We are now to believe that the Pentagon has been keeping evidence of the Taliban's chemical weapons use -- chem weapons! WMDs! -- under wraps for years.

Suddenly, after the emergence of glaring evidence of Afghan civilians being seared and maimed by these chemical weapons following American airstrikes and combat operations, the Pentagon has released "classified information" claiming that the Taliban have actually been using white phosphorus weapons for six years.


Burn After Reading: Intel Dump Muddies Dirty War Waters

by Chris Floyd

Tuesday, 12 May 2009

Throughout the long history of the Afghan War, the United States has never accused the Taliban of using white phosphorus weapons -- until now. Suddenly, after the emergence of glaring evidence **SEE BELOW** of Afghan civilians being seared and maimed by these chemical weapons following American airstrikes and combat operations, the Pentagon has released "classified information" (***see way below***) claiming that the Taliban have actually been using white phosphorus weapons for six years, since 2003: a practice that the Pentagon -- which has been using white phosphorus weapons in Afghanistan since 2002 if not before -- denounced as "reprehensible."

This is very curious. The bipartistan managers of the Terror War have always been eager to trumpet -- even exaggerate -- the atrocities committed by the various armed groups opposing the imposition of foreign troops in Afghanistan. But now we are to believe that the Pentagon has been keeping evidence of the Taliban's chemical weapons use -- chem weapons! WMDs! -- under wraps for years.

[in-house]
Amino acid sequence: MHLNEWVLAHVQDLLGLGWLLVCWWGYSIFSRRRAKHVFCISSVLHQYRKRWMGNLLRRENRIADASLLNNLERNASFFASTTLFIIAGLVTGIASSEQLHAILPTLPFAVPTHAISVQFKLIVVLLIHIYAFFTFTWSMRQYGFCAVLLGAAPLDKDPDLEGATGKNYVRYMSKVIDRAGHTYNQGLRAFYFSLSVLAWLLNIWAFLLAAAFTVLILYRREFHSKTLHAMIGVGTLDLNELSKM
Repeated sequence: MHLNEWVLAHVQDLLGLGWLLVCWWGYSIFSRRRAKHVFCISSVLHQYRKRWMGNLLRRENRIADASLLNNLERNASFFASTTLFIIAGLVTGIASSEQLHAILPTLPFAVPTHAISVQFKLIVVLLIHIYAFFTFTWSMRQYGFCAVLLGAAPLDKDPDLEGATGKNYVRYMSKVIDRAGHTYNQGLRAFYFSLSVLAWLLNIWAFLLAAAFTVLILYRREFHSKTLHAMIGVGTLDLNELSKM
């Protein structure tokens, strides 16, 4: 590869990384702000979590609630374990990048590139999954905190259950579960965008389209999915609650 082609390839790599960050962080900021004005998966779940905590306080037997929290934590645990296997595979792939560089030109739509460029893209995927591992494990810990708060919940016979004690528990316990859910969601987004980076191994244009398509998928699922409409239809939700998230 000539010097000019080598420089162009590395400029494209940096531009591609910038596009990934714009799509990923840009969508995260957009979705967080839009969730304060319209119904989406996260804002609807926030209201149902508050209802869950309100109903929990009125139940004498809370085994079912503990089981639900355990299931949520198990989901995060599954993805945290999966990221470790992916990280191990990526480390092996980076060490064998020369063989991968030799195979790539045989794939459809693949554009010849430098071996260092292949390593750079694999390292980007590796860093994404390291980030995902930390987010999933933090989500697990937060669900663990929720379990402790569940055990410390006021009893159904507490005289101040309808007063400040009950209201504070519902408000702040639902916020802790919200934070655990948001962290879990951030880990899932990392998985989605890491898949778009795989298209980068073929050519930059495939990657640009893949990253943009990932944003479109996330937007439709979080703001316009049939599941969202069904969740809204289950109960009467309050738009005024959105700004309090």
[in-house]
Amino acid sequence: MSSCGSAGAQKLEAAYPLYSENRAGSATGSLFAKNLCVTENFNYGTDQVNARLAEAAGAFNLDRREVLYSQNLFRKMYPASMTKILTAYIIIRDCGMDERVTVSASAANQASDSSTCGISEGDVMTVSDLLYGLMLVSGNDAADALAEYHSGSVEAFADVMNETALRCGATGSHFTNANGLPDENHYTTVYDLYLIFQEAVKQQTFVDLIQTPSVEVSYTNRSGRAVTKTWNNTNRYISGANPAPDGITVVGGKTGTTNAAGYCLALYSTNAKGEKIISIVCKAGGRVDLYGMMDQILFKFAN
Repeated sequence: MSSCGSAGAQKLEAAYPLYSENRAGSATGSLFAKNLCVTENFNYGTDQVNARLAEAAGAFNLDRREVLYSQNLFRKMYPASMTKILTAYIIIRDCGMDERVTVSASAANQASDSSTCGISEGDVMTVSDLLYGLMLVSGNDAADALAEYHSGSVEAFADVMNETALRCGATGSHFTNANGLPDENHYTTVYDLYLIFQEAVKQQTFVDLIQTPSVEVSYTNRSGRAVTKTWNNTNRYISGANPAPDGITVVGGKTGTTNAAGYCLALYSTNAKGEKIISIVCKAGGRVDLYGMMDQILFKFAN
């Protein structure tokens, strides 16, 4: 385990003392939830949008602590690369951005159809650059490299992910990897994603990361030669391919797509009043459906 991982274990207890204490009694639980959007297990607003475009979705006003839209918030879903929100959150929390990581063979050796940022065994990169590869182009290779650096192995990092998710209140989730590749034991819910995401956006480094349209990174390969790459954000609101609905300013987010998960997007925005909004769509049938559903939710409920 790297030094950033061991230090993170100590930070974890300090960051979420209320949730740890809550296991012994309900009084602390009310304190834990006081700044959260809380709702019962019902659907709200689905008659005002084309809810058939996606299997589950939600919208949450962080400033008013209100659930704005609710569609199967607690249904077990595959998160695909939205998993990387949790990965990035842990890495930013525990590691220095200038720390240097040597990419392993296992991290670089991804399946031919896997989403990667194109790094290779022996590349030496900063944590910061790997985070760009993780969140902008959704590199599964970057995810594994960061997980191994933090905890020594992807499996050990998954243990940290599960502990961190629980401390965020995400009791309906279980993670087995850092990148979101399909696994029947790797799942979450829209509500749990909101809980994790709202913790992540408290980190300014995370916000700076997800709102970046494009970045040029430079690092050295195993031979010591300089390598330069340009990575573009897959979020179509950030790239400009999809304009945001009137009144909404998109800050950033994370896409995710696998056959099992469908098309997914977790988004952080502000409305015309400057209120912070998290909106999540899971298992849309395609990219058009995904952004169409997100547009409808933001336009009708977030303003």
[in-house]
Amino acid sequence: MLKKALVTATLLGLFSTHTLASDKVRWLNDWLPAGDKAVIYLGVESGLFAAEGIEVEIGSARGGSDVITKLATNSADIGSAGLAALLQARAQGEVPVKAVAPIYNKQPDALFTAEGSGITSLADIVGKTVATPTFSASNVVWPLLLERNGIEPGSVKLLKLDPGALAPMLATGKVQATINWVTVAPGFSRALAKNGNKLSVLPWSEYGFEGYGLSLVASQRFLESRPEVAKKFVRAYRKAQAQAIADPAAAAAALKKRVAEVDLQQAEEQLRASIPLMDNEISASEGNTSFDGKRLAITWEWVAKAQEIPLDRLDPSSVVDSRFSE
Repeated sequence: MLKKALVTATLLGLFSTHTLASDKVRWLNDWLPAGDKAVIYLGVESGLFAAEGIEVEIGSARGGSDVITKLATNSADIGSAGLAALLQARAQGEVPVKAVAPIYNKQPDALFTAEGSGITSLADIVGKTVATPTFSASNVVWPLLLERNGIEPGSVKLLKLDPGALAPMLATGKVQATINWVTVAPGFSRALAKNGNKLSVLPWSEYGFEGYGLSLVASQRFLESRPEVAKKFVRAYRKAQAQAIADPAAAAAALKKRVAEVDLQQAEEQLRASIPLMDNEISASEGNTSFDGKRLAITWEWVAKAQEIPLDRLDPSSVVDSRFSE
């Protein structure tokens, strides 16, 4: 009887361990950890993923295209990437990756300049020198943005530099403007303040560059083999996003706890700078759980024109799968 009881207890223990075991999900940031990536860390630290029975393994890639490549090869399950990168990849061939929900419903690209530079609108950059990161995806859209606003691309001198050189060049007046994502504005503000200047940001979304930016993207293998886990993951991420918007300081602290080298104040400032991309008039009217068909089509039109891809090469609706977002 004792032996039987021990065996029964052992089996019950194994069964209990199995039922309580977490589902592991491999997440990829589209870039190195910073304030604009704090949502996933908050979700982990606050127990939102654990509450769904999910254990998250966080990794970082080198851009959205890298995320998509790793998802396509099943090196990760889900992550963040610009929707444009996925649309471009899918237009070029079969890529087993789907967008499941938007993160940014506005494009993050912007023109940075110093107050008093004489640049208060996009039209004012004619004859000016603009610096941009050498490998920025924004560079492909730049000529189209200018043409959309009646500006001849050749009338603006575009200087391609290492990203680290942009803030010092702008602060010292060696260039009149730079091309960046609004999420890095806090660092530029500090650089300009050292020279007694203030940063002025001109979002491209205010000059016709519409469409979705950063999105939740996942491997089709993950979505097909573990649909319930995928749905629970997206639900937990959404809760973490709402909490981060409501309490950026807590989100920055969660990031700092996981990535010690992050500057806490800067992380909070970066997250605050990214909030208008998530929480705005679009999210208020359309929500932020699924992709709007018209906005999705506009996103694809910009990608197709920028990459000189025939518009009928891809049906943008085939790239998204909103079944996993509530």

The "classified intelligence" was released in friendly territory: The Times (UK), owned by Fox News' own Rupert Murdoch.

(By the way, isn't it strange that super-duper top-secret material which would threaten the very existence of the United States and its way of life if it were divulged to, say, lawyers for torture victims or members of the public who've been illegally spied upon, can always be released when there are PR gains to be made? Why, it almost makes you think that Arthur Silber might be right

when he tell us that "the 'secret' knowledge, which goes by the viciously misnamed designation 'intelligence' ... is almost always wrong... and is primarily used as propaganda, to provide alleged justification to a public that still remains disturbingly gullible and pliable -- and it is used after the fact, to justify decisions that have already been made."

Could that really be true? Would they really, you know, just lie and exaggerate and make things up? Perhaps we could ask the brand-new commander whom Obama has appointed in Afghanistan: Lt. Gen. Stanley McChrystal,

the Special Ops honcho who ran covert ops and commandos in Iraq (see "Ulster on the Euphrates" for more on such activities on "the dark side, if you will"), and later signed off on the shameful concoction of the "heroic death in battle" of the war-questioning, Chomsky-reading Pat Tillman, who was in fact killed by his own men.)

In any case, Murdoch's minions in The Times dish up the murky Pentagon stew with nary a leavening of skeptical salt. While stovepiping assertions of "hundreds" of Western soldiers and Afghan civilians burned by the Taliban's Willy Pete (again, glaring war crimes that the Americans have mysteriously failed to highlight over the years), The Times does not fail to push the new "get Pakistan" line as well. After first noting that much of the alleged Taliban WP seems to have been leftovers from the mountains of ordnance dumped in the country during decades of war, some of the rounds are, we're told, "newer models which, it is suspected, had been smuggled across the border from Pakistan." Straight from those halal-eating surrender monkeys in Islamabad, I'll bet! We need to go in there and clean that nest of vipers out!